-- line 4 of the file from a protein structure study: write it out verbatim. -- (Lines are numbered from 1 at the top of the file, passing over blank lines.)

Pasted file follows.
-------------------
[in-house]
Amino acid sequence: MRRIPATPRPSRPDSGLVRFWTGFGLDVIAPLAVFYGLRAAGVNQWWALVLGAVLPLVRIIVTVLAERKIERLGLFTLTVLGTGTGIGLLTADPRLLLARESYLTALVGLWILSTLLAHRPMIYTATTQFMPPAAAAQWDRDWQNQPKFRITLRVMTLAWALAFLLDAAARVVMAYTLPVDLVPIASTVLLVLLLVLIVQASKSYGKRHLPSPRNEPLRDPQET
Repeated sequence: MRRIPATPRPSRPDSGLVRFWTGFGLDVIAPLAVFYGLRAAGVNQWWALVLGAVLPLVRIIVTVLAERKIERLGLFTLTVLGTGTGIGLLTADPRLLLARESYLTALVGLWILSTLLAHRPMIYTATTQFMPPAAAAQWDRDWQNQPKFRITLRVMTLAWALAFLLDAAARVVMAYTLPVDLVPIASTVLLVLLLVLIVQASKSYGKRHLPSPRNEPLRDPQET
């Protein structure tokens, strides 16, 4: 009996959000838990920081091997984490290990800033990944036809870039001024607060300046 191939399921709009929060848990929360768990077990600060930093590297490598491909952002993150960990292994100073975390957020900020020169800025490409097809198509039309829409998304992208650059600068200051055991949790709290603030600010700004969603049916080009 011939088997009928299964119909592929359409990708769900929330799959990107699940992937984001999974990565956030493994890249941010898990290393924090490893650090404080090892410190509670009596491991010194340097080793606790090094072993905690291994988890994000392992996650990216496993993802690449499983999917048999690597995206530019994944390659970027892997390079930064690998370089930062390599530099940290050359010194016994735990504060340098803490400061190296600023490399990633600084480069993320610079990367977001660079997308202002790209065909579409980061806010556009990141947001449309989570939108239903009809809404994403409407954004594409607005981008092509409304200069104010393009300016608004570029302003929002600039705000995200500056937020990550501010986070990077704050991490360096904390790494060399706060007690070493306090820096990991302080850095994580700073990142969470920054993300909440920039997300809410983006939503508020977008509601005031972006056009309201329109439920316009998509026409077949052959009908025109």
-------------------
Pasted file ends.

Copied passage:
């Protein structure tokens, strides 16, 4: 009996959000838990920081091997984490290990800033990944036809870039001024607060300046 191939399921709009929060848990929360768990077990600060930093590297490598491909952002993150960990292994100073975390957020900020020169800025490409097809198509039309829409998304992208650059600068200051055991949790709290603030600010700004969603049916080009 011939088997009928299964119909592929359409990708769900929330799959990107699940992937984001999974990565956030493994890249941010898990290393924090490893650090404080090892410190509670009596491991010194340097080793606790090094072993905690291994988890994000392992996650990216496993993802690449499983999917048999690597995206530019994944390659970027892997390079930064690998370089930062390599530099940290050359010194016994735990504060340098803490400061190296600023490399990633600084480069993320610079990367977001660079997308202002790209065909579409980061806010556009990141947001449309989570939108239903009809809404994403409407954004594409607005981008092509409304200069104010393009300016608004570029302003929002600039705000995200500056937020990550501010986070990077704050991490360096904390790494060399706060007690070493306090820096990991302080850095994580700073990142969470920054993300909440920039997300809410983006939503508020977008509601005031972006056009309201329109439920316009998509026409077949052959009908025109």